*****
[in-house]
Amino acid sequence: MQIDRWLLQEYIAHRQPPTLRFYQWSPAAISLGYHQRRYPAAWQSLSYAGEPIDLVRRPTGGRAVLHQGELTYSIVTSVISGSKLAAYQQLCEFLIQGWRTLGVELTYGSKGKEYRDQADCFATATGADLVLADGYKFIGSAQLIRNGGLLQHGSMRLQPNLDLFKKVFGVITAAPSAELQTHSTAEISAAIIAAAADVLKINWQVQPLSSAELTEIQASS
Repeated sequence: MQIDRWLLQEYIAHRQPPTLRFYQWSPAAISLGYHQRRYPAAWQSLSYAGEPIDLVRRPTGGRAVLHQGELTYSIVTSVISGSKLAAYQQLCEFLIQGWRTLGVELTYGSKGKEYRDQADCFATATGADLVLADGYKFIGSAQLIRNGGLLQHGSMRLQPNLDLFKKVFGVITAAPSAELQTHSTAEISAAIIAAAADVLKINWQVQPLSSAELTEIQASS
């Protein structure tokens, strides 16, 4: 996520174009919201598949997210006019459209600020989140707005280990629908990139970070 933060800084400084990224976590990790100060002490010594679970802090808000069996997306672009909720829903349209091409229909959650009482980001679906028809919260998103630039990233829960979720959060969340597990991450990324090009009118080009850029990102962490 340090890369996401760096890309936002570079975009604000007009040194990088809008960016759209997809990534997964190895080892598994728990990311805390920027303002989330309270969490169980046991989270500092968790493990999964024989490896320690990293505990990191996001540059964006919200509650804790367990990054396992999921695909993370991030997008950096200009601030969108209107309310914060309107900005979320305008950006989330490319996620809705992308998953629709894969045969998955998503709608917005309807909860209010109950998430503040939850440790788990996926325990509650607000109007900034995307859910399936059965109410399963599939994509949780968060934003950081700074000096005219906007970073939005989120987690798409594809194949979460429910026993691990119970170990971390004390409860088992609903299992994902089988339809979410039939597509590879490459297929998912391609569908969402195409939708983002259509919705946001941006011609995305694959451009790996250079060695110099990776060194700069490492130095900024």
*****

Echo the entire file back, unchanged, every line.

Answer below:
[in-house]
Amino acid sequence: MQIDRWLLQEYIAHRQPPTLRFYQWSPAAISLGYHQRRYPAAWQSLSYAGEPIDLVRRPTGGRAVLHQGELTYSIVTSVISGSKLAAYQQLCEFLIQGWRTLGVELTYGSKGKEYRDQADCFATATGADLVLADGYKFIGSAQLIRNGGLLQHGSMRLQPNLDLFKKVFGVITAAPSAELQTHSTAEISAAIIAAAADVLKINWQVQPLSSAELTEIQASS
Repeated sequence: MQIDRWLLQEYIAHRQPPTLRFYQWSPAAISLGYHQRRYPAAWQSLSYAGEPIDLVRRPTGGRAVLHQGELTYSIVTSVISGSKLAAYQQLCEFLIQGWRTLGVELTYGSKGKEYRDQADCFATATGADLVLADGYKFIGSAQLIRNGGLLQHGSMRLQPNLDLFKKVFGVITAAPSAELQTHSTAEISAAIIAAAADVLKINWQVQPLSSAELTEIQASS
């Protein structure tokens, strides 16, 4: 996520174009919201598949997210006019459209600020989140707005280990629908990139970070 933060800084400084990224976590990790100060002490010594679970802090808000069996997306672009909720829903349209091409229909959650009482980001679906028809919260998103630039990233829960979720959060969340597990991450990324090009009118080009850029990102962490 340090890369996401760096890309936002570079975009604000007009040194990088809008960016759209997809990534997964190895080892598994728990990311805390920027303002989330309270969490169980046991989270500092968790493990999964024989490896320690990293505990990191996001540059964006919200509650804790367990990054396992999921695909993370991030997008950096200009601030969108209107309310914060309107900005979320305008950006989330490319996620809705992308998953629709894969045969998955998503709608917005309807909860209010109950998430503040939850440790788990996926325990509650607000109007900034995307859910399936059965109410399963599939994509949780968060934003950081700074000096005219906007970073939005989120987690798409594809194949979460429910026993691990119970170990971390004390409860088992609903299992994902089988339809979410039939597509590879490459297929998912391609569908969402195409939708983002259509919705946001941006011609995305694959451009790996250079060695110099990776060194700069490492130095900024």